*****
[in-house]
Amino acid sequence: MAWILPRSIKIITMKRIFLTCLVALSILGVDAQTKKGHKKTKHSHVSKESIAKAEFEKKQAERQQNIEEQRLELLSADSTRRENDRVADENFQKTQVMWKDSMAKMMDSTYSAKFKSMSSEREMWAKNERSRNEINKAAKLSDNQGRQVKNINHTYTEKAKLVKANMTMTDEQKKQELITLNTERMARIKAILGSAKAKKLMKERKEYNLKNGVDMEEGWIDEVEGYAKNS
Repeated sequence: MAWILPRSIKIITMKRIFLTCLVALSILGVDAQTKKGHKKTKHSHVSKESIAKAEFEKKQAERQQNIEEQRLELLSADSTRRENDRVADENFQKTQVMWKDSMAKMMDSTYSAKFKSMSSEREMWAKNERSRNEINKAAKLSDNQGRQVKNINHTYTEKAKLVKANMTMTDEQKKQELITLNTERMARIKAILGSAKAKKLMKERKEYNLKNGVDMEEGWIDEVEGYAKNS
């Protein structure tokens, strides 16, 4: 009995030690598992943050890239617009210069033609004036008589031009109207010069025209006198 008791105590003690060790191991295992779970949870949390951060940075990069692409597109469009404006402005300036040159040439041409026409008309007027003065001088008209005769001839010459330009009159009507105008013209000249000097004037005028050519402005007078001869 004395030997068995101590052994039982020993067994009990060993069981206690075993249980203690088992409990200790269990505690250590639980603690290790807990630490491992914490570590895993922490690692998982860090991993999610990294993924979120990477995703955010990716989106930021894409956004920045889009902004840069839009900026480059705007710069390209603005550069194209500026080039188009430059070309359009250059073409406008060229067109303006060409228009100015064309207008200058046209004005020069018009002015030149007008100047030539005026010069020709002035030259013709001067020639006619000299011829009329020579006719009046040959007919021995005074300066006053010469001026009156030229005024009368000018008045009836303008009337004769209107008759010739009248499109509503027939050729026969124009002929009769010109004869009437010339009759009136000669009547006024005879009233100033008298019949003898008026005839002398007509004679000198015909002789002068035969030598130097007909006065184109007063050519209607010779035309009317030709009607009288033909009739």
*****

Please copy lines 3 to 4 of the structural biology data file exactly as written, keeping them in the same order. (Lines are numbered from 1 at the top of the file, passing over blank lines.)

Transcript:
Repeated sequence: MAWILPRSIKIITMKRIFLTCLVALSILGVDAQTKKGHKKTKHSHVSKESIAKAEFEKKQAERQQNIEEQRLELLSADSTRRENDRVADENFQKTQVMWKDSMAKMMDSTYSAKFKSMSSEREMWAKNERSRNEINKAAKLSDNQGRQVKNINHTYTEKAKLVKANMTMTDEQKKQELITLNTERMARIKAILGSAKAKKLMKERKEYNLKNGVDMEEGWIDEVEGYAKNS
């Protein structure tokens, strides 16, 4: 009995030690598992943050890239617009210069033609004036008589031009109207010069025209006198 008791105590003690060790191991295992779970949870949390951060940075990069692409597109469009404006402005300036040159040439041409026409008309007027003065001088008209005769001839010459330009009159009507105008013209000249000097004037005028050519402005007078001869 004395030997068995101590052994039982020993067994009990060993069981206690075993249980203690088992409990200790269990505690250590639980603690290790807990630490491992914490570590895993922490690692998982860090991993999610990294993924979120990477995703955010990716989106930021894409956004920045889009902004840069839009900026480059705007710069390209603005550069194209500026080039188009430059070309359009250059073409406008060229067109303006060409228009100015064309207008200058046209004005020069018009002015030149007008100047030539005026010069020709002035030259013709001067020639006619000299011829009329020579006719009046040959007919021995005074300066006053010469001026009156030229005024009368000018008045009836303008009337004769209107008759010739009248499109509503027939050729026969124009002929009769010109004869009437010339009759009136000669009547006024005879009233100033008298019949003898008026005839002398007509004679000198015909002789002068035969030598130097007909006065184109007063050519209607010779035309009317030709009607009288033909009739």